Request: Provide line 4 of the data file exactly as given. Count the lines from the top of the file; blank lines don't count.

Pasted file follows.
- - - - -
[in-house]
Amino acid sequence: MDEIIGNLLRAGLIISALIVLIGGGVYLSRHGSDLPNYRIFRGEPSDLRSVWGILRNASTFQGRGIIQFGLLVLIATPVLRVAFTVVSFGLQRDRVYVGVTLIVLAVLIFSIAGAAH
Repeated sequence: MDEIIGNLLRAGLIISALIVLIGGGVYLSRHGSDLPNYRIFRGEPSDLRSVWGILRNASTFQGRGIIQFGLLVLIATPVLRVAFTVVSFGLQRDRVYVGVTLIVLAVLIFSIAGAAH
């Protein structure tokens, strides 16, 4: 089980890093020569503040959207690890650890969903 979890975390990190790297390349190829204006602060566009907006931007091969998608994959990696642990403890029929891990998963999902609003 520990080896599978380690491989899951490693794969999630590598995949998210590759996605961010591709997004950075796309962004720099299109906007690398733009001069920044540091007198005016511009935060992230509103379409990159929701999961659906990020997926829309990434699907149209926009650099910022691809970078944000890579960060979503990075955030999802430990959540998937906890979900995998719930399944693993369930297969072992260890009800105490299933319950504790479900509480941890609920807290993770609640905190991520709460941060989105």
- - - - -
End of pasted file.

């Protein structure tokens, strides 16, 4: 089980890093020569503040959207690890650890969903 979890975390990190790297390349190829204006602060566009907006931007091969998608994959990696642990403890029929891990998963999902609003 520990080896599978380690491989899951490693794969999630590598995949998210590759996605961010591709997004950075796309962004720099299109906007690398733009001069920044540091007198005016511009935060992230509103379409990159929701999961659906990020997926829309990434699907149209926009650099910022691809970078944000890579960060979503990075955030999802430990959540998937906890979900995998719930399944693993369930297969072992260890009800105490299933319950504790479900509480941890609920807290993770609640905190991520709460941060989105």